3.1.4. Experiments

We ran a couple of different experiments. For the first experiment, we used the data set . The training was executed using the complete data set using tenfold cross-validation. The video segments are added as a whole to either the test or the training set. The second experiment was to show the effect of using only good data for the training of the fall detector; we again used tenfold cross-validation to classify the videos of . To compare the results with the ones obtained using , we trained a fall detector using all videos from and using this trained model we classified all videos from that were not included in . The third experiment is to show the effect of personalization or online training. Since several participants were included in our data set, we can simulate an installed system by using a base training set that is created by removing one of these persons from . To generalize the results, a different training set is created for each available combination of days of this person from combined with the base training set. As mentioned above, these additional videos only contained normal ADL, no falls. Using these different training sets, we can show the effect of adding one to five days of personalized training data.

3.2. Foreground Detection

Previously, our foreground detection was based on background subtraction (BGS) using an approximate median (APM) filter [41]. Shadows were removed using cross correlation. The foreground was further cleaned up using an erosion/dilation step on all foreground pixels. This is a relatively standard workflow for BGS. A more detailed explanation can be found in [28]. One of the conclusions of this work was that a more robust foreground segmentation could improve the performance of our fall detector by reducing the amount of generated false alarms. However, exploratory tests [28] using two background subtraction algorithms available in OpenCV [42], an improved and adaptive mixture of a Gaussian model [43] and a probabilistic method that uses Bayesian inference [44], produced only minor improvements mainly because we use gray-level images instead of color images. Here, we explore the use of a tracker to increase the robustness of our foreground detection. The general idea is to follow a person in the foreground image using an ellipse that surrounds the foreground blob that corresponds to this person. We chose a particle filter (PF) [45] because it is able to cope with nonlinear motions and we combined it with a people detector [46]. A PF considers multiple state hypotheses simultaneously so it can deal with short-lived occlusions and can recover when it loses track for a short time.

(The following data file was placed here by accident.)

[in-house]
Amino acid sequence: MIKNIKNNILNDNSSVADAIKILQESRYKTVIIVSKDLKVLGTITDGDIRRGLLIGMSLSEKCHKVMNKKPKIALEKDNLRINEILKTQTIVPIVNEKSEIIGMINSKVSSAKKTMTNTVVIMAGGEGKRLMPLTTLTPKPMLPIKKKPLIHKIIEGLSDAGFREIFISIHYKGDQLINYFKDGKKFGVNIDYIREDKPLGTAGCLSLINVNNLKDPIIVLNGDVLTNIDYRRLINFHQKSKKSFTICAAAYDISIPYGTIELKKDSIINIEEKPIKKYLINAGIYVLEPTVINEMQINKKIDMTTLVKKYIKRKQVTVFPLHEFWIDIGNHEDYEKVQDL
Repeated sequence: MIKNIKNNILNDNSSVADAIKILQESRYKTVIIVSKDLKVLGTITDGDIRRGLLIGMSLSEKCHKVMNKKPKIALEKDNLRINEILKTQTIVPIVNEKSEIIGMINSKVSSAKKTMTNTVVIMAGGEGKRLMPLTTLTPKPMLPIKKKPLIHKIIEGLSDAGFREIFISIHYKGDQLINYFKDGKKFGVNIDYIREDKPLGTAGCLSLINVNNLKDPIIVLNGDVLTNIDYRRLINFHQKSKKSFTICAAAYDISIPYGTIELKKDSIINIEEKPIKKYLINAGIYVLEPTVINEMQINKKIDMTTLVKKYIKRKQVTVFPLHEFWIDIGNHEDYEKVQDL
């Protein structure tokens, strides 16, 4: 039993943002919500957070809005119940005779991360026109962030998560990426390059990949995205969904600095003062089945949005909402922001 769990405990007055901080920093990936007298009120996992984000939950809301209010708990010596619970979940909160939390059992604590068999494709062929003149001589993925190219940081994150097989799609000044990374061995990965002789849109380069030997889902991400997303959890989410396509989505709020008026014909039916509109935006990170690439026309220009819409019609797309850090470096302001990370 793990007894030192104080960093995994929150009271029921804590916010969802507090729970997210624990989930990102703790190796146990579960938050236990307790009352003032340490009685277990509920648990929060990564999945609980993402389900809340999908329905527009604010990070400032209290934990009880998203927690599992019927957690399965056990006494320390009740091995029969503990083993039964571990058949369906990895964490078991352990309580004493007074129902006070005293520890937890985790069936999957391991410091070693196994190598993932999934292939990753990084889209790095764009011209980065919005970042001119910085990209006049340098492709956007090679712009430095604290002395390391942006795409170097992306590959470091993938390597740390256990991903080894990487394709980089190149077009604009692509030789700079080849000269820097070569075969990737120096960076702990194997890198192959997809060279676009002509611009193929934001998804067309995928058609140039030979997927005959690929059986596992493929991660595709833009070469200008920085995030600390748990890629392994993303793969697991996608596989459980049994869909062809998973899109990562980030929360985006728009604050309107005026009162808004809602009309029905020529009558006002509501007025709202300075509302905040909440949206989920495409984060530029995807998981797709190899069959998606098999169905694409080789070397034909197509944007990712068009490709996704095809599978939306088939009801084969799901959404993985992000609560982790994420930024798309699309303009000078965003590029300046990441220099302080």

Our experiments showed that using a PF using only foreground segmentation or a normal histogram did not work well with our challenging real-life data. One reason for this is the lack of color information. Therefore, our implementation uses a combination of foreground segmentation, a weighted structural intensity histogram, and an upper-body detector to determine the weights of the different particles, the combination of which provides the possibility of following the person in the image. Each part has its own function. The upper-body detector helps to prevent and solve tracking losses. The foreground segmentation performs best for tracking the person while he is moving. The weighted structural intensity histogram and the upper-body detector help the tracker during periods with low motion when the foreground might be integrated in the background. It also helps with reducing the effects of ghost formation when the person has been integrated in the background. In this case, the intensity histogram is more robust than the upper-body detector given the low recall of the detector.

To make the background update more robust, the prediction of the PF was used as feedback. The BG was updated more slowly inside of the prediction of the PF and faster outside of this region. This reduced the appearance of a ghost figure while other changes in the image (e.g., changes in lighting, other moving objects) were integrated faster. An overview of the implementation of the foreground detection is shown in Figure 2. A more in-depth explanation of the implementation of the PF can be found in the Appendix. The different configuration values were optimized using visual inspection on a set of validation videos containing only nonfall data and were kept fixed unless specified otherwise.

Figure 2: Overview of implementation of foreground (FG) segmentation based on robust background (BG) subtraction using a particle filter (PF) with three different measurement coefficients: FG, histogram and person detection coefficient. (a) BG model. (b) Current input frame. (c) Detected FG. (d) Determined region of interest (ROI) as biggest foreground object (crosses indicate center and top of bounding ellipse (BE)). (e) Histogram coefficient used by PF. (f) FG coefficient used by PF (OL: first outer layer; OOL: second outer layer). (g) Person detection coefficient that controls weight-factor (small rectangle represents detected upper body; large rectangle represents extrapolated person). (h) Prediction of PF used to update BG model selectively slow inside prediction, fast outside.